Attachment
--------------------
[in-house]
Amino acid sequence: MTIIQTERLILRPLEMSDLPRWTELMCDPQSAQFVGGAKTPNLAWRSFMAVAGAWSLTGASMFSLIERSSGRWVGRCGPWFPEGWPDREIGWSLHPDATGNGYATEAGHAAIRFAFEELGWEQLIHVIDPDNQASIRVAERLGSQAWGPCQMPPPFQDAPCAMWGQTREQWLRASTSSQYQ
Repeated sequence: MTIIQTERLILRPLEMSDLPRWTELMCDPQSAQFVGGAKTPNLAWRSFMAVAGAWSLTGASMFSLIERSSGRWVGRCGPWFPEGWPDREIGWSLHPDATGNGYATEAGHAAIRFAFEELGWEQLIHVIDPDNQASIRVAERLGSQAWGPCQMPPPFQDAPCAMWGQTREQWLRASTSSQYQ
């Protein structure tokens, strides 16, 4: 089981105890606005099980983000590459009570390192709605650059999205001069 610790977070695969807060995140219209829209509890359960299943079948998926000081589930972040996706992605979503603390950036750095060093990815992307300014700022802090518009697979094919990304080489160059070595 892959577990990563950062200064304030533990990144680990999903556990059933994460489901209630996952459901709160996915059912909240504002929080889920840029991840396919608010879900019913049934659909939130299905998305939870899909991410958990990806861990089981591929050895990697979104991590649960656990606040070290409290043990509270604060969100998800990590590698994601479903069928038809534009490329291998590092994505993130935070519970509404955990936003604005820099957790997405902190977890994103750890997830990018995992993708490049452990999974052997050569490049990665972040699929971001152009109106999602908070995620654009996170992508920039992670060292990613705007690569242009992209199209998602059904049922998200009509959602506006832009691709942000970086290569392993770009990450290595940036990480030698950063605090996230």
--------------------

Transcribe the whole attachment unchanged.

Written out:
[in-house]
Amino acid sequence: MTIIQTERLILRPLEMSDLPRWTELMCDPQSAQFVGGAKTPNLAWRSFMAVAGAWSLTGASMFSLIERSSGRWVGRCGPWFPEGWPDREIGWSLHPDATGNGYATEAGHAAIRFAFEELGWEQLIHVIDPDNQASIRVAERLGSQAWGPCQMPPPFQDAPCAMWGQTREQWLRASTSSQYQ
Repeated sequence: MTIIQTERLILRPLEMSDLPRWTELMCDPQSAQFVGGAKTPNLAWRSFMAVAGAWSLTGASMFSLIERSSGRWVGRCGPWFPEGWPDREIGWSLHPDATGNGYATEAGHAAIRFAFEELGWEQLIHVIDPDNQASIRVAERLGSQAWGPCQMPPPFQDAPCAMWGQTREQWLRASTSSQYQ
């Protein structure tokens, strides 16, 4: 089981105890606005099980983000590459009570390192709605650059999205001069 610790977070695969807060995140219209829209509890359960299943079948998926000081589930972040996706992605979503603390950036750095060093990815992307300014700022802090518009697979094919990304080489160059070595 892959577990990563950062200064304030533990990144680990999903556990059933994460489901209630996952459901709160996915059912909240504002929080889920840029991840396919608010879900019913049934659909939130299905998305939870899909991410958990990806861990089981591929050895990697979104991590649960656990606040070290409290043990509270604060969100998800990590590698994601479903069928038809534009490329291998590092994505993130935070519970509404955990936003604005820099957790997405902190977890994103750890997830990018995992993708490049452990999974052997050569490049990665972040699929971001152009109106999602908070995620654009996170992508920039992670060292990613705007690569242009992209199209998602059904049922998200009509959602506006832009691709942000970086290569392993770009990450290595940036990480030698950063605090996230």